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Whilst we’re in the midst of a worldwide pandemic, people are losing their jobs and more and more of us have increasing amounts of time at home to sit and mull over our life choices, many of us are considering a change of career path once it’s safe to return to studies or work. One area of careers that more people are taking into consideration seems to be medical careers. Many of us have seen just how hard medics and other specialists are working in order to save lives, keep people healthy and make major changes to different people’s lives and want to get involved. The good news is that the medical field always tends to be an area in need of workers, so as long as you follow the right steps, you should definitely be able to land a role within the field. This is, of course, a huge field though. So, here are just a few different roles that you might like to take into consideration!
Let’s start out with an option for the business-minded – setting up your own medical practice. Of course, taking this route will take a large amount of investment. Largely a financial investment, but also an investment of time and effort. You’ll have to research all the essentials you’ll need for your clinic – medical equipment, computers and software, appropriate commercial premises, etc. You’ll have to figure out what members of staff you’ll need to take on – doctors, nurses, reception staff, etc – and what companies you’ll need to outsource work to – lab billing companies, for example. If this is something you’re ready to commit to, you could find yourself providing quality services and making a large amount of money down the line!
Perhaps the best-known career within the realm of medicine is that of the doctor. But this is a career that requires firm dedication and commitment. After all, medical degrees tend to take the longest to complete of all the medical degrees. Generally speaking, a medical degree will consist of six to seven years of study. This is understandable given the large body of knowledge you require to be a competent practitioner and considering the huge amount of responsibility that doctors take on over others’ health and wellbeing. As your degree progresses, you’ll be able to choose your area of specialism – this should be a field that interests you and that you can see yourself working in once you graduate!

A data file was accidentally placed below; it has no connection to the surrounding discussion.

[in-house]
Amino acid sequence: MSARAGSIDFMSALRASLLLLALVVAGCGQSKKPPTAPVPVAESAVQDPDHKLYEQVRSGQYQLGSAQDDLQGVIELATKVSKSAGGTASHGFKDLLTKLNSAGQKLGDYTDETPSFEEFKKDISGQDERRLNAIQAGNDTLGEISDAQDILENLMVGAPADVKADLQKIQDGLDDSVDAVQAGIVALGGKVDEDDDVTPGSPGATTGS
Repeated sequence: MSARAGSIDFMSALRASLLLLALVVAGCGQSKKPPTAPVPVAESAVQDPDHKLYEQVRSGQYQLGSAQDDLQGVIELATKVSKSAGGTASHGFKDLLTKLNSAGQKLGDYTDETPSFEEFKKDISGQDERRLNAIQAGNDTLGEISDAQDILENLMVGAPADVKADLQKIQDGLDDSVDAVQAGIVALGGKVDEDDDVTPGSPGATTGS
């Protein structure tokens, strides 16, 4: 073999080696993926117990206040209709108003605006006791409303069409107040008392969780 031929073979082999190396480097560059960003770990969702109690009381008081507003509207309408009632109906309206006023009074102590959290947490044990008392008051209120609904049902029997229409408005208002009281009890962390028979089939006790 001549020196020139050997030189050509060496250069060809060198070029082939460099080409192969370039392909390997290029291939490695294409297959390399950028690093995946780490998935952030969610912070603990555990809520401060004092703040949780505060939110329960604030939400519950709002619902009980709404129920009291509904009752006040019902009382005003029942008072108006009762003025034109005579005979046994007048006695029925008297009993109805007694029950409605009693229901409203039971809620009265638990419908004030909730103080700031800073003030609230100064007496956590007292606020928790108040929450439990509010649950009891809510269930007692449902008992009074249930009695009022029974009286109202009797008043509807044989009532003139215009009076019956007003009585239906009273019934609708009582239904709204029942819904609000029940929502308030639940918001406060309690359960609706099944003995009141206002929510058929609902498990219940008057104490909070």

Another medical career that’s almost always recruiting is nursing. Like you would if you wanted to become a doctor, you will also have to study for a degree to become a nurse. This is essential to become a registered and qualified nurse. This course is often shorter than a medical degree – with the average full time course lasting three to four years. The course will have both academic and practical elements and you will learn everything you need to know to complete all tasks expected or required of a nurse within a professional healthcare setting.
These are just a few careers to consider. There are plenty more out there, but this should get the ball rolling in the right direction!
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